Snowmass budgets raises, two new positions for 2014
The Aspen Times
By the numbers4 percent — amount Snowmass Village is assuming revenues will increase by in 20145 percent — maximum raise town employees can receive based on merit next year$41,000 — cost of increasing part-time administrative position in police department to full-time$27,169 — cost of adding an irrigation specialist $150,000 — contribution to Delta Air Lines packageSource: Town of Snowmass Village
The town of Snowmass Village is budgeting for pay increases and two new positions in 2014.
Over the past four years, the town has not budgeted raises, but some were given during the course of the year — after a financially healthy winter, for instance. In May, the Town Council approved a merit pool of as much as 5 percent for the second half of this year after high sales tax revenues during the ski season.
Although officials will take two votes to approve the 2014 and revised 2013 budgets at meetings later this year, they agreed on Oct. 9 to budget a merit pool at the same rate for next year. They also approved two new positions proposed by the Police and Recreation departments, respectively.
Police Chief Art Smythe requested increasing a part-time administrative position to full time, saying that as the economy begins to grow again in the village, so does human activity, which means more demands on his department. Officers need to be available for managing traffic for construction and also as security at special events.
The full-time position will cost $41,000.
“I would certainly be in favor of funding this,” Councilman Fred Kucker said.
The new position is part of the chief’s strategy to rebuild the police staff after cuts were made during the recession, he said. He also would like to add a full-time officer, maybe next year, particularly if the second phase of the Viceroy hotel and a new hotel owned by Aspen Skiing Co. start construction next spring.
“If they start breaking ground next summer on both of those projects, we need to get that up and running sooner than later,” Kucker said.
Police academies only offer training a couple of times a year, said Boineau, who voiced concern that if the town waited, a new hire wouldn’t be able to start in a timely manner.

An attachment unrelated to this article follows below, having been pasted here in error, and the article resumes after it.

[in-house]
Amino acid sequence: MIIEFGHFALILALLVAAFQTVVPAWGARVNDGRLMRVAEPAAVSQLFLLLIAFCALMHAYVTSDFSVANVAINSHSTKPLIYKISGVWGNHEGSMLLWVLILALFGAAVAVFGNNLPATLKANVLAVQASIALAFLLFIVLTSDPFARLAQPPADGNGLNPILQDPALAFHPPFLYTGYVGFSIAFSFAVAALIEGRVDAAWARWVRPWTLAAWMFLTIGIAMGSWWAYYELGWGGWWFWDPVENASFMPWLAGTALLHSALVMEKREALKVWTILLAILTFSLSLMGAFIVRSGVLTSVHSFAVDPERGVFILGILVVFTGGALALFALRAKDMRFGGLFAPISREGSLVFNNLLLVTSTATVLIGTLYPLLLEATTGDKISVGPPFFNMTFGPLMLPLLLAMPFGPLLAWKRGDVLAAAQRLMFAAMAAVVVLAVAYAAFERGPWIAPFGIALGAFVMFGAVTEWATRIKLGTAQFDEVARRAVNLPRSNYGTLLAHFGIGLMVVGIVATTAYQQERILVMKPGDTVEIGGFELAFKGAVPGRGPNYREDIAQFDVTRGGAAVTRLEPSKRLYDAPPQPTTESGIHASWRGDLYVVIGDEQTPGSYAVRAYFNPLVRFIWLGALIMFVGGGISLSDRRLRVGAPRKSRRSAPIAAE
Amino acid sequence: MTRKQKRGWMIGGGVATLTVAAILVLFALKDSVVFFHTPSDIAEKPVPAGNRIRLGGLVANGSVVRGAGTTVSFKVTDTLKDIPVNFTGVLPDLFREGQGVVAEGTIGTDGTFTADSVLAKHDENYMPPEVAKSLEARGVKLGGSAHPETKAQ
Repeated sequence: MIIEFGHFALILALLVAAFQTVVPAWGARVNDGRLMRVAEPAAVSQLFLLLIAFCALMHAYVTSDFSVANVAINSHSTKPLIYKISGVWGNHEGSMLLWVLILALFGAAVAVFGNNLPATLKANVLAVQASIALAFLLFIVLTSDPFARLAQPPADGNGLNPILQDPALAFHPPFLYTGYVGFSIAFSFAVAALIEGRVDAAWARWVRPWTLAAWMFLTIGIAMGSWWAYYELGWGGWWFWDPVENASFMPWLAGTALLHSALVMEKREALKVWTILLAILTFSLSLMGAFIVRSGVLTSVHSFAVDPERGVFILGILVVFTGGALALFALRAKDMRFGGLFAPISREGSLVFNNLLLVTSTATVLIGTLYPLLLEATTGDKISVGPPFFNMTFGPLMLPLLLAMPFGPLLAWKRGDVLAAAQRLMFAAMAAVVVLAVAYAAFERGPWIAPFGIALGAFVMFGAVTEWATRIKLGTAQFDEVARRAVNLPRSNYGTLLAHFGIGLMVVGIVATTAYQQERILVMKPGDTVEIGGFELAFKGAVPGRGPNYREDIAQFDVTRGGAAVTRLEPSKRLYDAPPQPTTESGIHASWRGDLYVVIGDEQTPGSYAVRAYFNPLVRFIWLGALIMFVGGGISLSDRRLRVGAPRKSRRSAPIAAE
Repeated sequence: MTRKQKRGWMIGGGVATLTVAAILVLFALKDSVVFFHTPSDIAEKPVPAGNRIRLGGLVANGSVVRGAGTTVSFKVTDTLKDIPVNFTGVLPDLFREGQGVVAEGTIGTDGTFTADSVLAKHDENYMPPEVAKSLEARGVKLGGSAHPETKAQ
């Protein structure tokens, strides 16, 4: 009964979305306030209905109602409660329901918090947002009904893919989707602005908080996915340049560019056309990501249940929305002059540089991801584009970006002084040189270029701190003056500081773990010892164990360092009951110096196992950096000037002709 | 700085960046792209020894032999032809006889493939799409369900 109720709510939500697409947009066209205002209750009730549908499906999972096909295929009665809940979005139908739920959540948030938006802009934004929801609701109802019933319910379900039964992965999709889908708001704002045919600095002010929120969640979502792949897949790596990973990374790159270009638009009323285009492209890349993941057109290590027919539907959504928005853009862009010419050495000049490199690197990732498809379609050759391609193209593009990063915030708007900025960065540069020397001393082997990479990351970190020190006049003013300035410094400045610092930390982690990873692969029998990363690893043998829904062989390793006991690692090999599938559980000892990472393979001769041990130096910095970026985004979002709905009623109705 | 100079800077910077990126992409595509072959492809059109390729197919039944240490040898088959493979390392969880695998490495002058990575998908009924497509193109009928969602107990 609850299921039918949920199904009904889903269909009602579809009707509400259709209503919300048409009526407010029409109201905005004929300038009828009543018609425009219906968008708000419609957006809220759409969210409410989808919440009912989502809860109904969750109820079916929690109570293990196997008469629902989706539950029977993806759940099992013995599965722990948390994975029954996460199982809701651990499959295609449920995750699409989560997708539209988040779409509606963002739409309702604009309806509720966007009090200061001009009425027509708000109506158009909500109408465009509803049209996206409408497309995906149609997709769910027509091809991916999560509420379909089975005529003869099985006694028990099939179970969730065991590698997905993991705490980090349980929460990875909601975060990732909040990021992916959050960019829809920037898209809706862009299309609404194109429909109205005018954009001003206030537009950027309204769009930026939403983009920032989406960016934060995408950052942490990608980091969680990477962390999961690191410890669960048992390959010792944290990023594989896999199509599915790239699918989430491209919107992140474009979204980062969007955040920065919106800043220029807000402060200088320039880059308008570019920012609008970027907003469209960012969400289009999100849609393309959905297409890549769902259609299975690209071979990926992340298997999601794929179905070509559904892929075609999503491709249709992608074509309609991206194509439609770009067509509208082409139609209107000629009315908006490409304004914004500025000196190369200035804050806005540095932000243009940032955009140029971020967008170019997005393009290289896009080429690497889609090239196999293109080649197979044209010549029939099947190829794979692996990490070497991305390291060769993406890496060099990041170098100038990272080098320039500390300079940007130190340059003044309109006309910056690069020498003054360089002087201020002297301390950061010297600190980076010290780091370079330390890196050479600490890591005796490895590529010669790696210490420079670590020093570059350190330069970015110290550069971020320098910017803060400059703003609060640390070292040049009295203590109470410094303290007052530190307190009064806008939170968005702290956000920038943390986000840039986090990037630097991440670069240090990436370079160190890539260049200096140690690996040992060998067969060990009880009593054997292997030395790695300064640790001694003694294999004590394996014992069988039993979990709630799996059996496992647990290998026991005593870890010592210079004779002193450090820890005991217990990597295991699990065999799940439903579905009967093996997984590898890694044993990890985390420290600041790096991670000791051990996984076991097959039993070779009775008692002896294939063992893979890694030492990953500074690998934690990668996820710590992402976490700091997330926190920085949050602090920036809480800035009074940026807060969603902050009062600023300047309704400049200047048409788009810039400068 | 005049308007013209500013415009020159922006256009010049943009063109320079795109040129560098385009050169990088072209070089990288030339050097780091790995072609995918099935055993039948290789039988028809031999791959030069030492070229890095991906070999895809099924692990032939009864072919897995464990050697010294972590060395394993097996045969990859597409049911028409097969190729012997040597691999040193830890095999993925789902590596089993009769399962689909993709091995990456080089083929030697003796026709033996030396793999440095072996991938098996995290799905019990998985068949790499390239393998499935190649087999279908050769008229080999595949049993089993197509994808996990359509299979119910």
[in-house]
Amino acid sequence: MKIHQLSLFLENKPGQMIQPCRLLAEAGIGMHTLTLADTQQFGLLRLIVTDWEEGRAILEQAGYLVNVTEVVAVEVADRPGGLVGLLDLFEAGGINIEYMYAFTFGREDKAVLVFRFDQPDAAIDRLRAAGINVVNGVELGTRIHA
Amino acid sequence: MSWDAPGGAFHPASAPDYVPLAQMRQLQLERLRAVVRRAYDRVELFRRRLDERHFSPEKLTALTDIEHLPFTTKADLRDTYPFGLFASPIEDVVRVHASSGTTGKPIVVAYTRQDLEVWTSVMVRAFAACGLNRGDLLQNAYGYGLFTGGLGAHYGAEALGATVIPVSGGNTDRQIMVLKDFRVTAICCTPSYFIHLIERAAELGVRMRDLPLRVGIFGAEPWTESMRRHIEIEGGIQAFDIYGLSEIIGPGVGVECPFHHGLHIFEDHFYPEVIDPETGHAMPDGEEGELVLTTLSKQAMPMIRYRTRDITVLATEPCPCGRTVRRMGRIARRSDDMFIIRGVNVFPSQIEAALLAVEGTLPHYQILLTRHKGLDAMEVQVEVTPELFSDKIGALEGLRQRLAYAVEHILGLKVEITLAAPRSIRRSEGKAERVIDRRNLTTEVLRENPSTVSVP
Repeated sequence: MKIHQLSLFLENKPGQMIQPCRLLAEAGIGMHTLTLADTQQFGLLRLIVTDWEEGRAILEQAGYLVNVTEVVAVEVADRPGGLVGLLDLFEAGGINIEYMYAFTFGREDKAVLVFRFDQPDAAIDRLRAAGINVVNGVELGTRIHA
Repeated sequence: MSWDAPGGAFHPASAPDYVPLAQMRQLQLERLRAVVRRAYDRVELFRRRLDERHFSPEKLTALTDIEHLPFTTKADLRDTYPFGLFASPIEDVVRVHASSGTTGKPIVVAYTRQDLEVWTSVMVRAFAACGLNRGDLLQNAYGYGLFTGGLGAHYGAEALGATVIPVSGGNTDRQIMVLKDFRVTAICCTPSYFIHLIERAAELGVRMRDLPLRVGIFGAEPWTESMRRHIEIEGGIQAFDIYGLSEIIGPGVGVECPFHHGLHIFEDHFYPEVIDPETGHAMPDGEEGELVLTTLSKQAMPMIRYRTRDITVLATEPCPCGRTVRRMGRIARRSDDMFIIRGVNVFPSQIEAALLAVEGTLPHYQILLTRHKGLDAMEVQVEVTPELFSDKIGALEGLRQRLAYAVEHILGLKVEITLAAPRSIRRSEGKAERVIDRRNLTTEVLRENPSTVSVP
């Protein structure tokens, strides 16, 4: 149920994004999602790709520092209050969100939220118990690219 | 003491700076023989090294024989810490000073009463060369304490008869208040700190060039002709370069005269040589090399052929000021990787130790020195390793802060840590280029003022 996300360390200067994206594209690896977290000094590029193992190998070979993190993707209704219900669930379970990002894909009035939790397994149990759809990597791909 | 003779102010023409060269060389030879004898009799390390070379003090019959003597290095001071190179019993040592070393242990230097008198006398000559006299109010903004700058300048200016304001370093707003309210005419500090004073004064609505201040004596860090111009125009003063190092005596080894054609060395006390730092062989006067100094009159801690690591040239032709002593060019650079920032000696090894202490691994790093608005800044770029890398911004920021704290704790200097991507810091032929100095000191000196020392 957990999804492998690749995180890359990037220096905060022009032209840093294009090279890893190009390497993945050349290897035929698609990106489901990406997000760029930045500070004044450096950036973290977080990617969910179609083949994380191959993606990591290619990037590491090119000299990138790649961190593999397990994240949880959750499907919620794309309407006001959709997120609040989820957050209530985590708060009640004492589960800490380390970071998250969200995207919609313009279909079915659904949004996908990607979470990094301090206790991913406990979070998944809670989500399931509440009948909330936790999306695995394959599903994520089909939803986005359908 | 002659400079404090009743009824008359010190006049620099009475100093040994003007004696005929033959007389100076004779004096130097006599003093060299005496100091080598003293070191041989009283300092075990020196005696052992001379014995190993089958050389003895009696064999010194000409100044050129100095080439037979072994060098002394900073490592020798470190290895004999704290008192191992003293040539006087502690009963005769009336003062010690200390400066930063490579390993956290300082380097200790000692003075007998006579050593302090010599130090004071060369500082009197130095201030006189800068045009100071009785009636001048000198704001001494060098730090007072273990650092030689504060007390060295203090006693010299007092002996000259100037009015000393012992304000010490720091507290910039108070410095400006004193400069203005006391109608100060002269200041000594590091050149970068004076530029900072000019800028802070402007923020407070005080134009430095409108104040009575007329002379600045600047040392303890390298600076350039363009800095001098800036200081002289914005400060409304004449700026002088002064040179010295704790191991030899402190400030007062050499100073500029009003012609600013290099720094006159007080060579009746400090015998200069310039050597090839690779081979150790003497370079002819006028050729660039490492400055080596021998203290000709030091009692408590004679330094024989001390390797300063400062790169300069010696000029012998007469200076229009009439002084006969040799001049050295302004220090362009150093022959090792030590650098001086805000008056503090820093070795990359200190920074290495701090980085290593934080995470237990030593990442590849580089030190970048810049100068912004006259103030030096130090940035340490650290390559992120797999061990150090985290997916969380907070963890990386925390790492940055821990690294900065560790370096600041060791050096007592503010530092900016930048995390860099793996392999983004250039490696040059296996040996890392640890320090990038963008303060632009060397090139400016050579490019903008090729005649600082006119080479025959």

Smythe, however, was confident his staff could handle the workload in the interim.
“As long as everyone stays healthy, … we should be fine through this winter season,” he said.
The other position added was an irrigation specialist. The town won’t save any money by switching to a seasonal employee from contract work. However, by reducing the cost of the contract work and assuming the new hire will monitor and reduce water usage, Recreation Director Andy Worline said the net cost of adding the employee will be $169.
Marketing and group sales
The council also approved a contribution to the joint offering made to attract Delta Air Lines back to the Aspen-Pitkin County Airport but not with unanimous support.
The Marketing, Special Events and Group Sales Board, an advisory body, approved contributing $150,000 in town money to the incentive package, to which Pitkin County, Aspen, the Aspen Chamber Resort Association and Skico also committed funds.
Councilman Chris Jacobson asked board Chairman Robert Sinko to explain the importance of having the airline fly into Aspen. Jacobson said he would prefer that the town consider other alternatives and wasn’t comfortable with subsidizing transportation without any price controls in place.
Sinko explained that the money was specifically committed to the airline’s efforts to market and advertise the flights to Aspen from Atlanta and Minneapolis. Marketing Director Beth Albert added that it also helps with the cost of starting up in a new market.
“We do not perform well as a one-airline town,” Albert said. “Competition is good. It brings lower rates without having to subsidize anything.”
Delta already is booking more reservations for those flights than American Airlines did when local entities gave it a similar incentive, Albert said.
“I don’t see us giving $50,000” to a local startup, Jacobson said. “I don’t support it.”
The council voted 4-1 to add the contribution to the 2014 budget.
The Parks, Recreation and Trails Department also proposed increasing the cost of recreation-center memberships in order to increase revenue. The real estate transfer tax fund, which supports recreation in the village, has seen revenue drop in recent years.
Memberships haven’t increased since the Snowmass Recreation Center opened in 2007, and most members have expected a hike for some time, Worline said.
Council members agreed that membership costs should increase by 10 percent in 2014. That means a yearlong adult membership will cost $60 a month. Worline also proposed changing the pay structure for fitness classes so that members can pay $80 a month for a membership and unlimited access to classes.
“We still think $60 is a great deal,” he said.
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After this season, the Rifle inmate hand crew will no longer carry out wildfire mitigation projects in Snowmass or the other Roaring Fork Valley communities it regularly works with. The state is set to dissolve it as part of a business reorganization of the Colorado Correctional Industries inmate job skills programs across the state.